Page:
Another hunting season is over, at least for big game, but you’re already looking forward to the next one. And you’ve made up your mind, this is the year you’re finally going on that out-of-state guided hunt. It could represent a significant financial investment and you want to make sure that money is well spent. Here are a few tips that might help.

First you need to find an outfitter. There are several ways to find one, each of which has its advantages and disadvantages.

Among the easiest is an online search. Simply enter your target species and preferred destination and you’ll get oodles of possibilities. The downside is weeding through the multitude to separate the wheat from the chaff.

Another relatively easy and fairly reliable method is recommendations. Most outfitters will admit that word-of-mouth is their best form of advertising. Find folks you know who have been on the type of hunt you intend to do. Ask them if they would recommend their outfitter, and why.

A third method is attending a sporting show. You have far fewer choices, but get a chance to talk face-to-face with the outfitter. But don’t feel pressured or obligated to commit on the spot. Much to the chagrin of my outfitter friends, I would advise against it. Gather information, then take it home and study it. If you’re going with a group, share the information with your buddies and get varying opinions.

Once you’ve gathered a list of reliable names, it’s time to do some research. Talk to the outfitter, either in person or by phone. Ask the right questions; listen carefully to the answers.

Find out how long they’ve been in business. Established veterans are probably running a legitimate operation. On the other hand, some new outfitters may work even harder to make your hunt successful.

Ask for references, and use them. If possible, get local references that can provide you with a more familiar perspective. Get references from successful and unsuccessful hunters. I’ve been on plenty of hunts where I failed to take game, but would highly recommend the outfitter. And I’ve been with a few that I wouldn’t recommend, even though I was successful. Ask the outfitter what their rate of return customers is. A high rate speaks volumes.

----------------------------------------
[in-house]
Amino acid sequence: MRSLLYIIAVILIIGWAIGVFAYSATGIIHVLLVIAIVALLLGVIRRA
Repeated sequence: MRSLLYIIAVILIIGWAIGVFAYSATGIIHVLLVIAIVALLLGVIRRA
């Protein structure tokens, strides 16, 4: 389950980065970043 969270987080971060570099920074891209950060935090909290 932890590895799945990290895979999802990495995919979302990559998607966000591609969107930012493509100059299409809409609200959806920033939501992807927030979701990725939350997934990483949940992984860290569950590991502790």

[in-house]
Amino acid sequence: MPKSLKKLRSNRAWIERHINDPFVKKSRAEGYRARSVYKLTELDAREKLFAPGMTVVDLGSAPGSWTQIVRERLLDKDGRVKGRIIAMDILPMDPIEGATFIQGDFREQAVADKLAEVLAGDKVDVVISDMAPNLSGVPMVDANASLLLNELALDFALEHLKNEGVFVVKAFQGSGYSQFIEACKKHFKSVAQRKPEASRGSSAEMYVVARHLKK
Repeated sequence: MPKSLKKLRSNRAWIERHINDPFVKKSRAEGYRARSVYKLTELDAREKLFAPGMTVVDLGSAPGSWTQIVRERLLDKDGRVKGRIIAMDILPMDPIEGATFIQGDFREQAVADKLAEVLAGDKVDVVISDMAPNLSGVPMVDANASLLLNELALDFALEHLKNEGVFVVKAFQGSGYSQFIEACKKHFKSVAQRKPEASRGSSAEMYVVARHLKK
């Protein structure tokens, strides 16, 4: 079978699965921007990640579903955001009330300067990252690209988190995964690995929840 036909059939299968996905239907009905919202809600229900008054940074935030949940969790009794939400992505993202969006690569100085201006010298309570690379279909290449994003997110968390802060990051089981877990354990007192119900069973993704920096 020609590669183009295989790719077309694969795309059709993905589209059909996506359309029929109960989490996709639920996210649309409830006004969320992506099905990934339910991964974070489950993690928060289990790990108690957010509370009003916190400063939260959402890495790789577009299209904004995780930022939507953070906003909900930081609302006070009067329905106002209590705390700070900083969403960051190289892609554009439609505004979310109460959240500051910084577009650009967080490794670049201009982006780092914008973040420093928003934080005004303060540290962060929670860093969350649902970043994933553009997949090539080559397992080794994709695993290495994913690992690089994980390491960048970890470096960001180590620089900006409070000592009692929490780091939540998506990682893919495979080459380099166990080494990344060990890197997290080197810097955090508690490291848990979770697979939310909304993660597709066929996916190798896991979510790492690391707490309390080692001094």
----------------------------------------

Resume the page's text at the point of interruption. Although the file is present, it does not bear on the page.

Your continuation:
Once you’ve narrowed the list down you can ask still more specific questions, like exactly what is being offered. Definitions of a guided hunt can vary considerably. An American plan typically includes meals and lodging, while you may be responsible for meals on a European plan. A fully guided hunt could mean one guide per hunter, particularly if it’s a spot-and-stalk hunt. If you’re hunting from stands, it could mean one guide dropping off and picking up several hunters.

Success rates are something an outfitter might use to sell you a hunt. Ask what they are, and what they mean. It could be straightforward, like the number of hunters who successfully bagged an animal — any animal. Or, it could be the number of hunters who had an opportunity to harvest an animal, but chose to hold out for something bigger.

Put them into perspective. You’d expect a higher success rate on a gun hunt than a bow hunt, or on an any-deer hunt than a trophy hunt. Consider the location. On a northern New England deer hunt, a 15 percent success rate with any weapon is exceptional. Twenty-five percent would be a good rate for a midwestern bowhunt.

Ask plenty of questions. Be thorough, and don’t be hasty. Statements like “we’ve only got a few slots left, and they’re going fast,” should send up a red flag. You may miss out on a great hunt this year, but it’s better than going on a poor one, especially if it’s a once in a lifetime hunt.

Once you’ve decided, you’ll be facing long months of anticipation, and preparation. There’s also a lot you can do while on a guided hunt to make it more successful, which I’ll cover next week.

Bob Humphrey is a freelance writer and registered Maine guide who lives in Pownal. He can be contacted at:

[email protected]